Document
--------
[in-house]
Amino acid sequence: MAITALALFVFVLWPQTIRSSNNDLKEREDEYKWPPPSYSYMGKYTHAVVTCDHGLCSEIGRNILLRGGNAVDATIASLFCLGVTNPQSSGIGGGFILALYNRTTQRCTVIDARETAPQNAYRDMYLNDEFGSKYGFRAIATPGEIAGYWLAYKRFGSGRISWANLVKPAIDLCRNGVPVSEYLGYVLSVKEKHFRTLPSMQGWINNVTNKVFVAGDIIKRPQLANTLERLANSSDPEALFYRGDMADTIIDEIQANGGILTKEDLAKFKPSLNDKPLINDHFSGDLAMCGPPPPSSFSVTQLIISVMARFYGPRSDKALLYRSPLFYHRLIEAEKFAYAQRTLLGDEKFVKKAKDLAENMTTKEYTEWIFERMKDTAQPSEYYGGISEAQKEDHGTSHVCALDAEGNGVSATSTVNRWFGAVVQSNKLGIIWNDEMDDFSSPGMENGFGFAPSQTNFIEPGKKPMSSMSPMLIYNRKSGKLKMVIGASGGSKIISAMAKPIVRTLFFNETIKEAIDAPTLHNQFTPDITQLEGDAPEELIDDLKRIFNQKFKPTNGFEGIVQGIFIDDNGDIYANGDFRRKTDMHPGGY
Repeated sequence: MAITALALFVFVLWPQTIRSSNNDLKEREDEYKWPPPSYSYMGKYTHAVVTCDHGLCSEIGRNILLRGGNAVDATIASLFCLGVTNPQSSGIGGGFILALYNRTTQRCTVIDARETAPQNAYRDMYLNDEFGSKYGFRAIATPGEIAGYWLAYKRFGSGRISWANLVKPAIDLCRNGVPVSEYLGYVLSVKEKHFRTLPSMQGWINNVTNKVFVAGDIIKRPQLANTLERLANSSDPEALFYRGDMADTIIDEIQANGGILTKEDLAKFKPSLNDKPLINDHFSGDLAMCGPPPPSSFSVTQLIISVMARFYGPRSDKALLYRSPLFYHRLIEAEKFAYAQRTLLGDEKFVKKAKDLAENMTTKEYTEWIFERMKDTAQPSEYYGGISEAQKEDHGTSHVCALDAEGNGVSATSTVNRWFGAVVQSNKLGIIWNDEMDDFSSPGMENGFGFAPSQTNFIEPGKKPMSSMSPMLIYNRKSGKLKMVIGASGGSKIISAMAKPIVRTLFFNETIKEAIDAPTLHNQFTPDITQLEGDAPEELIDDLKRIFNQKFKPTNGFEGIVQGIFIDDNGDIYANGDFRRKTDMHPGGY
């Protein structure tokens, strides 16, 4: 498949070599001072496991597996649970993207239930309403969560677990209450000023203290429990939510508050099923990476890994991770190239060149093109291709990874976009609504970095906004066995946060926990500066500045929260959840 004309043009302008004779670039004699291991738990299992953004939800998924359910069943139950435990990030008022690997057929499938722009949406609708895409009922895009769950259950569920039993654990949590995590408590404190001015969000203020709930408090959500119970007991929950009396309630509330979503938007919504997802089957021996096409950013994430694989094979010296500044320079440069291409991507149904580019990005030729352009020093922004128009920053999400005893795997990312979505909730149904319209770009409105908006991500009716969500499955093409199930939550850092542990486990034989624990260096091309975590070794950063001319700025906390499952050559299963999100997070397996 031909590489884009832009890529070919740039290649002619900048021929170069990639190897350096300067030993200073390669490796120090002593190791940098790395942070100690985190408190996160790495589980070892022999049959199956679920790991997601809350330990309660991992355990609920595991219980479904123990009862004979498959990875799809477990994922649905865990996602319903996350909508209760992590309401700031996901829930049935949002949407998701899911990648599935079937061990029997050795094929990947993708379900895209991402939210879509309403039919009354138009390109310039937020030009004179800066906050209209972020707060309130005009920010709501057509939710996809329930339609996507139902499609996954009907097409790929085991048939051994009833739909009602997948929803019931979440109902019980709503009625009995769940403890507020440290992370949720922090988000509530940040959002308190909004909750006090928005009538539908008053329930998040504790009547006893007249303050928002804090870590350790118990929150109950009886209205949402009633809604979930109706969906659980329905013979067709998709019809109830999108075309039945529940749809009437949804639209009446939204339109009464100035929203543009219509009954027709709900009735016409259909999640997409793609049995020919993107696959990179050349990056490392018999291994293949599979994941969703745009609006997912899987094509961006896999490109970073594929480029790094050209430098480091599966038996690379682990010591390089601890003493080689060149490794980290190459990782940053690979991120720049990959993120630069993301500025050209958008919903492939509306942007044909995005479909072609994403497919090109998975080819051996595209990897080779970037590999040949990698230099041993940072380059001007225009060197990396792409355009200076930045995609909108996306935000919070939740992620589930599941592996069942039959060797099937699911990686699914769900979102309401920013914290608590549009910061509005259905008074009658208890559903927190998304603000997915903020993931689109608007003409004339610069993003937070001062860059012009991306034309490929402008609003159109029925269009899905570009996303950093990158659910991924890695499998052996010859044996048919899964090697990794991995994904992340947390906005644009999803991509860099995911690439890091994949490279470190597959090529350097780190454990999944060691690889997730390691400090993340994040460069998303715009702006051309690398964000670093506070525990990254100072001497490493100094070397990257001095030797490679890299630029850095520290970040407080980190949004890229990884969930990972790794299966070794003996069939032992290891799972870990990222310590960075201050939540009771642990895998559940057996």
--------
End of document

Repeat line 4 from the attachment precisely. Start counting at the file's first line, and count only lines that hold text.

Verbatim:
């Protein structure tokens, strides 16, 4: 498949070599001072496991597996649970993207239930309403969560677990209450000023203290429990939510508050099923990476890994991770190239060149093109291709990874976009609504970095906004066995946060926990500066500045929260959840 004309043009302008004779670039004699291991738990299992953004939800998924359910069943139950435990990030008022690997057929499938722009949406609708895409009922895009769950259950569920039993654990949590995590408590404190001015969000203020709930408090959500119970007991929950009396309630509330979503938007919504997802089957021996096409950013994430694989094979010296500044320079440069291409991507149904580019990005030729352009020093922004128009920053999400005893795997990312979505909730149904319209770009409105908006991500009716969500499955093409199930939550850092542990486990034989624990260096091309975590070794950063001319700025906390499952050559299963999100997070397996 031909590489884009832009890529070919740039290649002619900048021929170069990639190897350096300067030993200073390669490796120090002593190791940098790395942070100690985190408190996160790495589980070892022999049959199956679920790991997601809350330990309660991992355990609920595991219980479904123990009862004979498959990875799809477990994922649905865990996602319903996350909508209760992590309401700031996901829930049935949002949407998701899911990648599935079937061990029997050795094929990947993708379900895209991402939210879509309403039919009354138009390109310039937020030009004179800066906050209209972020707060309130005009920010709501057509939710996809329930339609996507139902499609996954009907097409790929085991048939051994009833739909009602997948929803019931979440109902019980709503009625009995769940403890507020440290992370949720922090988000509530940040959002308190909004909750006090928005009538539908008053329930998040504790009547006893007249303050928002804090870590350790118990929150109950009886209205949402009633809604979930109706969906659980329905013979067709998709019809109830999108075309039945529940749809009437949804639209009446939204339109009464100035929203543009219509009954027709709900009735016409259909999640997409793609049995020919993107696959990179050349990056490392018999291994293949599979994941969703745009609006997912899987094509961006896999490109970073594929480029790094050209430098480091599966038996690379682990010591390089601890003493080689060149490794980290190459990782940053690979991120720049990959993120630069993301500025050209958008919903492939509306942007044909995005479909072609994403497919090109998975080819051996595209990897080779970037590999040949990698230099041993940072380059001007225009060197990396792409355009200076930045995609909108996306935000919070939740992620589930599941592996069942039959060797099937699911990686699914769900979102309401920013914290608590549009910061509005259905008074009658208890559903927190998304603000997915903020993931689109608007003409004339610069993003937070001062860059012009991306034309490929402008609003159109029925269009899905570009996303950093990158659910991924890695499998052996010859044996048919899964090697990794991995994904992340947390906005644009999803991509860099995911690439890091994949490279470190597959090529350097780190454990999944060691690889997730390691400090993340994040460069998303715009702006051309690398964000670093506070525990990254100072001497490493100094070397990257001095030797490679890299630029850095520290970040407080980190949004890229990884969930990972790794299966070794003996069939032992290891799972870990990222310590960075201050939540009771642990895998559940057996």